FSF takes on Apple's App Store over GPL
Posted Jun 12, 2010 19:44 UTC (Sat) by speaker2animals
In reply to: FSF takes on Apple's App Store over GPL
Parent article: FSF takes on Apple's App Store over GPL
Analogies with big-box retail stores fail because big-box retail stores do not make the copies they distribute. If you were to distribute GNU Shogi through an app store or other online distributor, you would upload one copy to the store or distributor, and then whenever someone wanted a copy the store or distributor would make a copy and distribute that to the downloader.
The app store or online distributor is making copies, which requires permission of the copyright holder, and then distributing those copies, which also requires permission of the copyright holder. Hence, they have to care about the license on that original upload from you.
If, on the other hand, you were to burn 10000 CD-ROMs with copies of GNU Shogi, put them in nice boxes, and sell them to a big-box retail store which in turn sells them to customers, the big-box retail store would not be making copies. They *would* be distributing copies, but those would be copies they bought from you and are reselling. That falls under a thing called the "First Sale Doctrine". In the US it is codified in the Copyright Act at 17 USC 109. The gist of that is:
Notwithstanding the provisions of section 106 (3), the owner of a particular copy or phonorecord lawfully made under this title, or any person authorized by such owner, is entitled, without the authority of the copyright owner, to sell or otherwise dispose of the possession of that copy or phonorecord.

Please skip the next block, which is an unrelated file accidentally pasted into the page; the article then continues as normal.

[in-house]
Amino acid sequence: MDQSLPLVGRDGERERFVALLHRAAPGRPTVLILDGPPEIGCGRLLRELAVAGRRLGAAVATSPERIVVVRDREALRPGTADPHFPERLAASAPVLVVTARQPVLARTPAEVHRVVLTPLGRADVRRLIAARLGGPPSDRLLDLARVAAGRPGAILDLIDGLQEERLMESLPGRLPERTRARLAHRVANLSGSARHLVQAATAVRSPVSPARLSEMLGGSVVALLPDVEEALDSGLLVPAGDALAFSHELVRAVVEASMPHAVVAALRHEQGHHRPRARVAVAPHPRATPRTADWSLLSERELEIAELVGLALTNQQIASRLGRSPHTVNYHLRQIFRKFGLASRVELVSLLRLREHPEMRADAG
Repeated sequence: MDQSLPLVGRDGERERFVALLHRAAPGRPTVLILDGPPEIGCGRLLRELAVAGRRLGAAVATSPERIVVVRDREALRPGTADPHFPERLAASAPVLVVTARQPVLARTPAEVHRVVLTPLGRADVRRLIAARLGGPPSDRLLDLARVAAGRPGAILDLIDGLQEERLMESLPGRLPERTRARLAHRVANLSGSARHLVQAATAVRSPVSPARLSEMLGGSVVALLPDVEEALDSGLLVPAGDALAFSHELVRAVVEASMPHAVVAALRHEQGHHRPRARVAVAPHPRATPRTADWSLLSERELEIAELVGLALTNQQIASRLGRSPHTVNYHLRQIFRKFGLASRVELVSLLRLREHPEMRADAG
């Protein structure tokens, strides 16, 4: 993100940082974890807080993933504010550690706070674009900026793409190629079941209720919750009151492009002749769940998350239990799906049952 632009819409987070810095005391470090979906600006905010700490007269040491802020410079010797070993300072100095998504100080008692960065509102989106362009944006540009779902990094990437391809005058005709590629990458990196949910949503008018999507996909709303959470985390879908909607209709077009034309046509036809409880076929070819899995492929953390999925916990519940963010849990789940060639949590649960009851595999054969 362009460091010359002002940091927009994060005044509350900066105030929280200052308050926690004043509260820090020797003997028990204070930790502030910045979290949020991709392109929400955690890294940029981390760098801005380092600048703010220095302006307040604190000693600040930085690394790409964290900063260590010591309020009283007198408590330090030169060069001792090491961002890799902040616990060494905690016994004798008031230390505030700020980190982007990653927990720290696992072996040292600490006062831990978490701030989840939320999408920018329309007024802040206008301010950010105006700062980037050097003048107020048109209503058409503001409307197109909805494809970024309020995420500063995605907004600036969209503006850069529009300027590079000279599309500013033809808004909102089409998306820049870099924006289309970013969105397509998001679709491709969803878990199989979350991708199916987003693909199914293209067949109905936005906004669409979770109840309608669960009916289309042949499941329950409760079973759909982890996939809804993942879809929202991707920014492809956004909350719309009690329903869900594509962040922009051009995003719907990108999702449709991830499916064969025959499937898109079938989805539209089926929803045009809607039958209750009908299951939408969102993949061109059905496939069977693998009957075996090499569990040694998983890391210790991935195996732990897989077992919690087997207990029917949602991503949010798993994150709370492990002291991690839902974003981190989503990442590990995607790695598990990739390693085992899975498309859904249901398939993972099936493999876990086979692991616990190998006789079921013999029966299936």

106 (3) is the section of the Copyright Act that says that you need the copyright owner's permission to distribute copies, so first sale is an exception to the distribution right. In non-legalese, what first sale means is that once a particular copy is legally made, the owner fo that copy can sell it without requiring permission of the copyright owner.
This is why, for example, you can sell used books without having to get permission from the author or publisher.
First sale would apply to boxes of GNU Shogi you sell to Best Buy. They do not need permission to resell, and so it would not matter if they imposed any GPL-incompatibile terms on their customers.
You can see first sale in action with regard to free software by looking at things like consumer routers, TVs, and DVRs that include GPL firmware.
If you buy a Linksys router that uses Linux from Best Buy, Best Buy has no obligation to provide you with source code.
The obligation to provide code falls entirely on Linksys.
"Wait!" I hear people saying, "wasn't Best Buy named in one of the recent Busybox lawsuits for not providing source?" That's right, they were, but that was for hardware that Best Buy was manufacturing. They were making copies and then disributing those copies. First sale does not cover them there because they are making copies, not just passing on copies they receive from an upstream manufacturer.
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